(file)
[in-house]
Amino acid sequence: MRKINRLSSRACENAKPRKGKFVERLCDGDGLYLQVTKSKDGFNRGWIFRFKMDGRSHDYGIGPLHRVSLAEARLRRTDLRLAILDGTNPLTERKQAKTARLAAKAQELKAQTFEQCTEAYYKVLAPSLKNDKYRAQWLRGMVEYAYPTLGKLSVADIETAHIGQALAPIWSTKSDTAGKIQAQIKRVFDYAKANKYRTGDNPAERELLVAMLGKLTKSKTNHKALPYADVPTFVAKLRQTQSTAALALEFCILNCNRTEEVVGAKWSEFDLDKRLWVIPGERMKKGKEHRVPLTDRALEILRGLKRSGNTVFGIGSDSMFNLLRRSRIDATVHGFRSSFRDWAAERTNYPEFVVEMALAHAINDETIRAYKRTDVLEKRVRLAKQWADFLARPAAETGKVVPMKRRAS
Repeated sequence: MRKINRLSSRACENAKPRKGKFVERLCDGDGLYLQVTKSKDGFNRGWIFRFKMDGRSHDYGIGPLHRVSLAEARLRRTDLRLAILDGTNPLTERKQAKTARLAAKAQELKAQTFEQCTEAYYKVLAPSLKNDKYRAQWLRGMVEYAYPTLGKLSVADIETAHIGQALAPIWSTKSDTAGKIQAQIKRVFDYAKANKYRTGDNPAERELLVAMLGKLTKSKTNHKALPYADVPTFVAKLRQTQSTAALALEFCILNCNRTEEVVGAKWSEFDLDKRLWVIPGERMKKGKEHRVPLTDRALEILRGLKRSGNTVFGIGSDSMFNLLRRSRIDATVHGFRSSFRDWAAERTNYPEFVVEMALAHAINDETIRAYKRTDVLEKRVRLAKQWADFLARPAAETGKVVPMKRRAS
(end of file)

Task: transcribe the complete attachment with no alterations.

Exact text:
[in-house]
Amino acid sequence: MRKINRLSSRACENAKPRKGKFVERLCDGDGLYLQVTKSKDGFNRGWIFRFKMDGRSHDYGIGPLHRVSLAEARLRRTDLRLAILDGTNPLTERKQAKTARLAAKAQELKAQTFEQCTEAYYKVLAPSLKNDKYRAQWLRGMVEYAYPTLGKLSVADIETAHIGQALAPIWSTKSDTAGKIQAQIKRVFDYAKANKYRTGDNPAERELLVAMLGKLTKSKTNHKALPYADVPTFVAKLRQTQSTAALALEFCILNCNRTEEVVGAKWSEFDLDKRLWVIPGERMKKGKEHRVPLTDRALEILRGLKRSGNTVFGIGSDSMFNLLRRSRIDATVHGFRSSFRDWAAERTNYPEFVVEMALAHAINDETIRAYKRTDVLEKRVRLAKQWADFLARPAAETGKVVPMKRRAS
Repeated sequence: MRKINRLSSRACENAKPRKGKFVERLCDGDGLYLQVTKSKDGFNRGWIFRFKMDGRSHDYGIGPLHRVSLAEARLRRTDLRLAILDGTNPLTERKQAKTARLAAKAQELKAQTFEQCTEAYYKVLAPSLKNDKYRAQWLRGMVEYAYPTLGKLSVADIETAHIGQALAPIWSTKSDTAGKIQAQIKRVFDYAKANKYRTGDNPAERELLVAMLGKLTKSKTNHKALPYADVPTFVAKLRQTQSTAALALEFCILNCNRTEEVVGAKWSEFDLDKRLWVIPGERMKKGKEHRVPLTDRALEILRGLKRSGNTVFGIGSDSMFNLLRRSRIDATVHGFRSSFRDWAAERTNYPEFVVEMALAHAINDETIRAYKRTDVLEKRVRLAKQWADFLARPAAETGKVVPMKRRAS